Culvert End Sections - 34100

Culvert End Sections - 34100

What is Freight Class?

All LTL (less-than-truckload) shipments are required to have a freight code. This standardized code, published by the National Motor Freight and Traffic Association, lets carriers identify qualities of the shipment to help with transportation.
Ship culvert end sections accurately by using the information below:
34100
Culvert End Sections
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Commodity note:
Flared, plate or sheet steel, without collars, rods or bands attached, also applies on accompanying connecting rods, lugs, nuts, toe or corner plates, providing the weight does not exceed 15 percent of the weight upon which charges are assessed:

Subclasses for

Culvert End Sections - 34100

NMFC numbers may have subclasses. These are most frequently based on density.
In this instance, the commodity, culvert end sections, is further broken down in the following subclasses:

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freight subclasses

Subclass Info

34100-1

34100-2

34100-3

34100-4

34100-5

34100-6

34100-7

85

92.5

150

200

92.5

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SU, nested, in nests of 6 or more, smallest inside cross-sectional dimension when assembled:

24 inches or less

Over 24 inches

NOI, smallest inside cross-sectional dimension when assembled:

24 inches or less

Over 24 inches

Taken apart, sections nested

SU, nested, in nests of 6 or more, smallest inside cross-sectional dimension when assembled:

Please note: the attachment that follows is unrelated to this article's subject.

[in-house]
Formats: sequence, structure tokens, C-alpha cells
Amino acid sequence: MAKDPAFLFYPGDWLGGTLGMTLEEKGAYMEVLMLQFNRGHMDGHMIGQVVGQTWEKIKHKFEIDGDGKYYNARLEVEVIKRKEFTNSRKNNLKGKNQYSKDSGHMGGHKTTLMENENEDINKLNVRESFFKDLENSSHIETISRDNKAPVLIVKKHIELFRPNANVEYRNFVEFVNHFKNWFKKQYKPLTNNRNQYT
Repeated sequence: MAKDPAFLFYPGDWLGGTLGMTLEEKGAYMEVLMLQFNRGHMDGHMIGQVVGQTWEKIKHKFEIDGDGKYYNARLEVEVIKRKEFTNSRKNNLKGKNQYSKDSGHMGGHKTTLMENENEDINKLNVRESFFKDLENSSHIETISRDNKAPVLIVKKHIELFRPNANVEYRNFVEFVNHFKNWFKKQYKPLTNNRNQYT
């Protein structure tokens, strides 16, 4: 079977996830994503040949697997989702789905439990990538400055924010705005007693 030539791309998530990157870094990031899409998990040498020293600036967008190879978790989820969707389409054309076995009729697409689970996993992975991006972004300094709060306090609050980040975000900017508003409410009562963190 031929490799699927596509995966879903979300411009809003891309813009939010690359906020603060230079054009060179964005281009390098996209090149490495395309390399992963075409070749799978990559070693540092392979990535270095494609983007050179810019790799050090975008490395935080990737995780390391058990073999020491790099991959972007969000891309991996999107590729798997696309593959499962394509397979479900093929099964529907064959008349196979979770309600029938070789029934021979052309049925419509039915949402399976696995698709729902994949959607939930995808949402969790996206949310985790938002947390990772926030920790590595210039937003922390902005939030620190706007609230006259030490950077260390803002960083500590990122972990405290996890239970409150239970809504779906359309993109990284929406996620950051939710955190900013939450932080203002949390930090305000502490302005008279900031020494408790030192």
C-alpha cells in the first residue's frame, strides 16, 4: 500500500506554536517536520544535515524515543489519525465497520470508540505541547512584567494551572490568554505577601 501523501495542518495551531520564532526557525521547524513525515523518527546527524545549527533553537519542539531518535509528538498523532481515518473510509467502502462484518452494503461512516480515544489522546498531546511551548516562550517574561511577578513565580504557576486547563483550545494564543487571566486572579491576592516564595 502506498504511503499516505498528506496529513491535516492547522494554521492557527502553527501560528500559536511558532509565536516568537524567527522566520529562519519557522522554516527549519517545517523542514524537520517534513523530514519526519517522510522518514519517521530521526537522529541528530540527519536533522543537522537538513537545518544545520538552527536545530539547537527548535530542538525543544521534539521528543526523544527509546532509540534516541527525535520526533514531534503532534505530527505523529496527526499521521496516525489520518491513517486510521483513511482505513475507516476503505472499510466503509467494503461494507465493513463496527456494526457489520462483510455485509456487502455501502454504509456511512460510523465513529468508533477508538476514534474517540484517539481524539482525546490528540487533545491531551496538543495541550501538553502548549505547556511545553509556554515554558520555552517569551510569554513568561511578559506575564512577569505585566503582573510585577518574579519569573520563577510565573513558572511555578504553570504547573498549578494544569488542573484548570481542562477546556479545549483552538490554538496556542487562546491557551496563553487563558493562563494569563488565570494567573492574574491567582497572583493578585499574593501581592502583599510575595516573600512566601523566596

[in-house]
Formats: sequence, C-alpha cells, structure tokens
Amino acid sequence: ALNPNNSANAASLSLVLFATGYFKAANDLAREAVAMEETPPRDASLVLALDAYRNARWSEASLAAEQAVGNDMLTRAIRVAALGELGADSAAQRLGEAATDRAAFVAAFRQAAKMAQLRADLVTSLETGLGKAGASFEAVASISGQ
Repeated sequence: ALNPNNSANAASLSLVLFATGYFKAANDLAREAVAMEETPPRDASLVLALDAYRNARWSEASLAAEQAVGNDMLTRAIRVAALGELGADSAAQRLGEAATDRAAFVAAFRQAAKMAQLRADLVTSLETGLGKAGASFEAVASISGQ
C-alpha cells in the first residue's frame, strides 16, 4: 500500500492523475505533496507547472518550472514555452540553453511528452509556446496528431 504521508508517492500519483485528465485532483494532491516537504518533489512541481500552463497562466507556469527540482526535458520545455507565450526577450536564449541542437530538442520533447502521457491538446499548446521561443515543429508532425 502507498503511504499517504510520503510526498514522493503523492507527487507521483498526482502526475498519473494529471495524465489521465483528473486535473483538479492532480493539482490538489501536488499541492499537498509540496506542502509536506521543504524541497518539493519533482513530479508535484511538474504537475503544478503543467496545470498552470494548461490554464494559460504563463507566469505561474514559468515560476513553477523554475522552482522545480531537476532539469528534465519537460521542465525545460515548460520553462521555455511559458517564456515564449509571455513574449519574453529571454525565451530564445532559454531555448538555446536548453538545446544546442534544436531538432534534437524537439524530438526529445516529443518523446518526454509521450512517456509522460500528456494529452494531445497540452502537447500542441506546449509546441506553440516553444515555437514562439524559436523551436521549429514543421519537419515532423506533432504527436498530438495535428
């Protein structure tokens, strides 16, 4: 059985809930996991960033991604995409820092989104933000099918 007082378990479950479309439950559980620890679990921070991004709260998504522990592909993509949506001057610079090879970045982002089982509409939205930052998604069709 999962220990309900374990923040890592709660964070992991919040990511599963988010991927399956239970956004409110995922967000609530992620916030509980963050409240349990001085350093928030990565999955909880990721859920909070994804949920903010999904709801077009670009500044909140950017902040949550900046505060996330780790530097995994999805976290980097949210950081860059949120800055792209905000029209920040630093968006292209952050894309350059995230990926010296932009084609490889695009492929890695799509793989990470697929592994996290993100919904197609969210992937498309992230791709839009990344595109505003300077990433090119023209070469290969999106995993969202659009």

24 inches or less

Over 24 inches

NOI, smallest inside cross-sectional dimension when assembled:

24 inches or less

Over 24 inches

Taken apart, sections nested

Subclass NMFC Code
Freight Class
Subclass Notes
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Please note: This is for educational purposes only. Ultimately, the carrier reserves the right to classify the groups.

FAQs

What is freight class code definition?

Created and maintained by a nonprofit membership organization named the National Motor Freight Traffic Association (NMFTA), National Motor Freight Classification (NMFC) is a classification system used for interstate, intrastate, and foreign commerce movement of LTL shipments. You can learn more from the experts at Koho on our freight classes pages.

What is the best way to calculate your freight class?

Working with a 3PL like Koho can help you accurately determine your freight class so you can avoid re-classification fees with the carriers. For more information on the freight class system, go to the National Motor Freight and Traffic Association.

What is density?

Density is the relationship between weight and size. A ping pong ball, which is very little material surrounding a good amount of air, is low density. Bricks, which are heavy for their size, are high density. In LTL shipping, it is commonly measured in pounds per cubic foot.